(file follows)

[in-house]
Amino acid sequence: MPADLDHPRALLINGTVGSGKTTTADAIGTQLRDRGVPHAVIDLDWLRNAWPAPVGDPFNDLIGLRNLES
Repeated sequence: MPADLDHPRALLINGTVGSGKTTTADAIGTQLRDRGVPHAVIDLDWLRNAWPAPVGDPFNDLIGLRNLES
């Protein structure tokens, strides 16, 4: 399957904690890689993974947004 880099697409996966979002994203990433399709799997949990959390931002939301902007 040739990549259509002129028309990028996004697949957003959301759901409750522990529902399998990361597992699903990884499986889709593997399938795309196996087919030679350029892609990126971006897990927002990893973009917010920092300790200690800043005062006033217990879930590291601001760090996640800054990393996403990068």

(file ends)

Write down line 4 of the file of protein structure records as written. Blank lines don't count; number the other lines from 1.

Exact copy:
């Protein structure tokens, strides 16, 4: 399957904690890689993974947004 880099697409996966979002994203990433399709799997949990959390931002939301902007 040739990549259509002129028309990028996004697949957003959301759901409750522990529902399998990361597992699903990884499986889709593997399938795309196996087919030679350029892609990126971006897990927002990893973009917010920092300790200690800043005062006033217990879930590291601001760090996640800054990393996403990068």